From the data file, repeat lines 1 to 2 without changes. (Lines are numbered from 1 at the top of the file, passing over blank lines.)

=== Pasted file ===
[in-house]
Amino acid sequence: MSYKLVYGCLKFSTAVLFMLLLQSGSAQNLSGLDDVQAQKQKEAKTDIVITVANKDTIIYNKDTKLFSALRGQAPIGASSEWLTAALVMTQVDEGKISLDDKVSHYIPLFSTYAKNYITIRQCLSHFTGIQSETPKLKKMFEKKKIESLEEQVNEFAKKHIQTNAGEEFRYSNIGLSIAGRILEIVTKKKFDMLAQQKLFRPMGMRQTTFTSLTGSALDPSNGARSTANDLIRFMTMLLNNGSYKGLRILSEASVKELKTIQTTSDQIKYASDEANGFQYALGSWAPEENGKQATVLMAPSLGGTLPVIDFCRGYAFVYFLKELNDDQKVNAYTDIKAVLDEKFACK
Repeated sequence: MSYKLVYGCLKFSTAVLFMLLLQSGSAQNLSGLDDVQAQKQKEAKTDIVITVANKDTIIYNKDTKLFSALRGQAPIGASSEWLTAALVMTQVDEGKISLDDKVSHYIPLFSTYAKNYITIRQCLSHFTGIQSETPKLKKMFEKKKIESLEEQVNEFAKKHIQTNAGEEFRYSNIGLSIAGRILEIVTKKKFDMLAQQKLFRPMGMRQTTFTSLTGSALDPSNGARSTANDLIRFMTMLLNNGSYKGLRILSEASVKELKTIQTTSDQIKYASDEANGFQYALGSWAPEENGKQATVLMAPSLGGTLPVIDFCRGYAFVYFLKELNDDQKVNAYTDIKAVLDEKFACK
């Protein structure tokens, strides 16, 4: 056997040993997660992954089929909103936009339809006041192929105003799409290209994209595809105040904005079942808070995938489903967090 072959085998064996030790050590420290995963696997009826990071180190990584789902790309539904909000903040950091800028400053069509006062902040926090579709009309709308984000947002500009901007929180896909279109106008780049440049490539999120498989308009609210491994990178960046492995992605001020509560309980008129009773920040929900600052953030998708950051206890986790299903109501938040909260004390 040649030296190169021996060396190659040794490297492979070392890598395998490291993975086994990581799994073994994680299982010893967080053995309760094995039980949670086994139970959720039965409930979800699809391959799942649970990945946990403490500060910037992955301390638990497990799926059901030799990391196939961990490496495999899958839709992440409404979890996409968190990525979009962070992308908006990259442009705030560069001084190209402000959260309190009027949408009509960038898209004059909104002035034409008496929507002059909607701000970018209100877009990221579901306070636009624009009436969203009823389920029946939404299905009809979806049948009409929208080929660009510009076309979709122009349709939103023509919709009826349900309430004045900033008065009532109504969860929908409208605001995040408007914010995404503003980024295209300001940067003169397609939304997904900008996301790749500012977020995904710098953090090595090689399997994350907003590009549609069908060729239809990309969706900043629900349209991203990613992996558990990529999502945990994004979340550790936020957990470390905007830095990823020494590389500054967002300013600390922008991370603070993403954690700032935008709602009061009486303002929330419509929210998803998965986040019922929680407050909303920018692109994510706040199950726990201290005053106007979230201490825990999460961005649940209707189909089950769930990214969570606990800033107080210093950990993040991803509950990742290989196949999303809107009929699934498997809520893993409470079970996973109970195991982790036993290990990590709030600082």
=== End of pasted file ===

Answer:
[in-house]
Amino acid sequence: MSYKLVYGCLKFSTAVLFMLLLQSGSAQNLSGLDDVQAQKQKEAKTDIVITVANKDTIIYNKDTKLFSALRGQAPIGASSEWLTAALVMTQVDEGKISLDDKVSHYIPLFSTYAKNYITIRQCLSHFTGIQSETPKLKKMFEKKKIESLEEQVNEFAKKHIQTNAGEEFRYSNIGLSIAGRILEIVTKKKFDMLAQQKLFRPMGMRQTTFTSLTGSALDPSNGARSTANDLIRFMTMLLNNGSYKGLRILSEASVKELKTIQTTSDQIKYASDEANGFQYALGSWAPEENGKQATVLMAPSLGGTLPVIDFCRGYAFVYFLKELNDDQKVNAYTDIKAVLDEKFACK